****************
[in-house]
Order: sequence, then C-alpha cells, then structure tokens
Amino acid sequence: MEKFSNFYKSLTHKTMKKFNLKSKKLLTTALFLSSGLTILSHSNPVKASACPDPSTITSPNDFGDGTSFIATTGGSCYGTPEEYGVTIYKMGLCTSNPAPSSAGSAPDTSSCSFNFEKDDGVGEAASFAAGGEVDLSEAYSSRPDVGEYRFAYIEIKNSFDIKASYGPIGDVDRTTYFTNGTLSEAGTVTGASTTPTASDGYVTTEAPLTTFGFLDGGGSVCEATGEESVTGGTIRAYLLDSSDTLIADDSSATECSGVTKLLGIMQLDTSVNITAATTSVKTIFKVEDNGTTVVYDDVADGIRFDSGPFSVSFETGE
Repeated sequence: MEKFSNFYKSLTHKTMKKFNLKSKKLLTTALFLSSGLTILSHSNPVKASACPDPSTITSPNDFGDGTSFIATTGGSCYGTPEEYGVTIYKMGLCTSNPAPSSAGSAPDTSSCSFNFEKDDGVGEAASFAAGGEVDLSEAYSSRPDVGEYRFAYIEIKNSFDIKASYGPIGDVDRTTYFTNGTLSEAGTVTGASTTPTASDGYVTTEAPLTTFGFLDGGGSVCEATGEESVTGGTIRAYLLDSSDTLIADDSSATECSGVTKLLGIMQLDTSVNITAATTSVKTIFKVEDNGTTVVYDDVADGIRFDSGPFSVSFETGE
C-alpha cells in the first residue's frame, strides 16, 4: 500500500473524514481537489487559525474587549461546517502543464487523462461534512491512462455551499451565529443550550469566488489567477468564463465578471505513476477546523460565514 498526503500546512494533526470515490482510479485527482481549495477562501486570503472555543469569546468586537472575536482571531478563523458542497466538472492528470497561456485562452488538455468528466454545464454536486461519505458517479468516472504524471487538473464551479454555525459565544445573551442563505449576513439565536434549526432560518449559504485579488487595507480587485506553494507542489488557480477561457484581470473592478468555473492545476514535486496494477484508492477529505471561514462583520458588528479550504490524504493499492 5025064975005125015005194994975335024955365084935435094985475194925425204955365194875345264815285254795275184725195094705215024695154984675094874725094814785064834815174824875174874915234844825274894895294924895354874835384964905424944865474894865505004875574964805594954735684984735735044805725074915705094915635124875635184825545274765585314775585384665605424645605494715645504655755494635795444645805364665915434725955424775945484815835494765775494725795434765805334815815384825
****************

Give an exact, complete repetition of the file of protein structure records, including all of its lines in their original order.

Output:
[in-house]
Order: sequence, then C-alpha cells, then structure tokens
Amino acid sequence: MEKFSNFYKSLTHKTMKKFNLKSKKLLTTALFLSSGLTILSHSNPVKASACPDPSTITSPNDFGDGTSFIATTGGSCYGTPEEYGVTIYKMGLCTSNPAPSSAGSAPDTSSCSFNFEKDDGVGEAASFAAGGEVDLSEAYSSRPDVGEYRFAYIEIKNSFDIKASYGPIGDVDRTTYFTNGTLSEAGTVTGASTTPTASDGYVTTEAPLTTFGFLDGGGSVCEATGEESVTGGTIRAYLLDSSDTLIADDSSATECSGVTKLLGIMQLDTSVNITAATTSVKTIFKVEDNGTTVVYDDVADGIRFDSGPFSVSFETGE
Repeated sequence: MEKFSNFYKSLTHKTMKKFNLKSKKLLTTALFLSSGLTILSHSNPVKASACPDPSTITSPNDFGDGTSFIATTGGSCYGTPEEYGVTIYKMGLCTSNPAPSSAGSAPDTSSCSFNFEKDDGVGEAASFAAGGEVDLSEAYSSRPDVGEYRFAYIEIKNSFDIKASYGPIGDVDRTTYFTNGTLSEAGTVTGASTTPTASDGYVTTEAPLTTFGFLDGGGSVCEATGEESVTGGTIRAYLLDSSDTLIADDSSATECSGVTKLLGIMQLDTSVNITAATTSVKTIFKVEDNGTTVVYDDVADGIRFDSGPFSVSFETGE
C-alpha cells in the first residue's frame, strides 16, 4: 500500500473524514481537489487559525474587549461546517502543464487523462461534512491512462455551499451565529443550550469566488489567477468564463465578471505513476477546523460565514 498526503500546512494533526470515490482510479485527482481549495477562501486570503472555543469569546468586537472575536482571531478563523458542497466538472492528470497561456485562452488538455468528466454545464454536486461519505458517479468516472504524471487538473464551479454555525459565544445573551442563505449576513439565536434549526432560518449559504485579488487595507480587485506553494507542489488557480477561457484581470473592478468555473492545476514535486496494477484508492477529505471561514462583520458588528479550504490524504493499492 5025064975005125015005194994975335024955365084935435094985475194925425204955365194875345264815285254795275184725195094705215024695154984675094874725094814785064834815174824875174874915234844825274894895294924895354874835384964905424944865474894865505004875574964805594954735684984735735044805725074915705094915635124875635184825545274765585314775585384665605424645605494715645504655755494635795444645805364665915434725955424775945484815835494765775494725795434765805334815815384825